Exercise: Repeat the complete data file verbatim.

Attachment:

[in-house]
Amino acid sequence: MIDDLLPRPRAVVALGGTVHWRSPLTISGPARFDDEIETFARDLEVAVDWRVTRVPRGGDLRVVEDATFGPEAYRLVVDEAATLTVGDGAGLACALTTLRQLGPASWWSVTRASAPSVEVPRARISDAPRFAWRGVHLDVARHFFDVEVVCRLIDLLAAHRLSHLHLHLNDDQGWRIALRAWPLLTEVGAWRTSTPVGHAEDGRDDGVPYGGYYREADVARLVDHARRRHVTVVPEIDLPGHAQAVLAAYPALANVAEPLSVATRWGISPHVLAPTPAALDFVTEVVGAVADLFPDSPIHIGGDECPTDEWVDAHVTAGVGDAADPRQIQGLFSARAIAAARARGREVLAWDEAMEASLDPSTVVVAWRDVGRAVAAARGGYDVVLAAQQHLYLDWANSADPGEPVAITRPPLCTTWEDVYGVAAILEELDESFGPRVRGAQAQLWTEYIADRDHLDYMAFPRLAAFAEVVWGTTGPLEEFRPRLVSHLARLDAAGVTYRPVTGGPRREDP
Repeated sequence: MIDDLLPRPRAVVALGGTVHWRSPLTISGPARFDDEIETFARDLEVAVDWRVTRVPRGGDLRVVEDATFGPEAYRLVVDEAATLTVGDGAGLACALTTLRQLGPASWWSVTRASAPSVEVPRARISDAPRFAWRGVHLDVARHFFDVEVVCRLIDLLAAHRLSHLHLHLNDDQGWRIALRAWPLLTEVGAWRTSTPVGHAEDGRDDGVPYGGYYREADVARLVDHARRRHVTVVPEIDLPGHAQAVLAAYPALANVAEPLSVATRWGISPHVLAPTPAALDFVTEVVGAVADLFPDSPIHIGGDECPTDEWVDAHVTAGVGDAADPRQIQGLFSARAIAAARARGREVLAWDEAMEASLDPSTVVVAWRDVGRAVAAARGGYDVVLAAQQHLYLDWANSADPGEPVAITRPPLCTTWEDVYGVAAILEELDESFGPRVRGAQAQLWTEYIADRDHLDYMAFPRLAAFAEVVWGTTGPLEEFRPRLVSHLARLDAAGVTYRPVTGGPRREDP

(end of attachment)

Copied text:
[in-house]
Amino acid sequence: MIDDLLPRPRAVVALGGTVHWRSPLTISGPARFDDEIETFARDLEVAVDWRVTRVPRGGDLRVVEDATFGPEAYRLVVDEAATLTVGDGAGLACALTTLRQLGPASWWSVTRASAPSVEVPRARISDAPRFAWRGVHLDVARHFFDVEVVCRLIDLLAAHRLSHLHLHLNDDQGWRIALRAWPLLTEVGAWRTSTPVGHAEDGRDDGVPYGGYYREADVARLVDHARRRHVTVVPEIDLPGHAQAVLAAYPALANVAEPLSVATRWGISPHVLAPTPAALDFVTEVVGAVADLFPDSPIHIGGDECPTDEWVDAHVTAGVGDAADPRQIQGLFSARAIAAARARGREVLAWDEAMEASLDPSTVVVAWRDVGRAVAAARGGYDVVLAAQQHLYLDWANSADPGEPVAITRPPLCTTWEDVYGVAAILEELDESFGPRVRGAQAQLWTEYIADRDHLDYMAFPRLAAFAEVVWGTTGPLEEFRPRLVSHLARLDAAGVTYRPVTGGPRREDP
Repeated sequence: MIDDLLPRPRAVVALGGTVHWRSPLTISGPARFDDEIETFARDLEVAVDWRVTRVPRGGDLRVVEDATFGPEAYRLVVDEAATLTVGDGAGLACALTTLRQLGPASWWSVTRASAPSVEVPRARISDAPRFAWRGVHLDVARHFFDVEVVCRLIDLLAAHRLSHLHLHLNDDQGWRIALRAWPLLTEVGAWRTSTPVGHAEDGRDDGVPYGGYYREADVARLVDHARRRHVTVVPEIDLPGHAQAVLAAYPALANVAEPLSVATRWGISPHVLAPTPAALDFVTEVVGAVADLFPDSPIHIGGDECPTDEWVDAHVTAGVGDAADPRQIQGLFSARAIAAARARGREVLAWDEAMEASLDPSTVVVAWRDVGRAVAAARGGYDVVLAAQQHLYLDWANSADPGEPVAITRPPLCTTWEDVYGVAAILEELDESFGPRVRGAQAQLWTEYIADRDHLDYMAFPRLAAFAEVVWGTTGPLEEFRPRLVSHLARLDAAGVTYRPVTGGPRREDP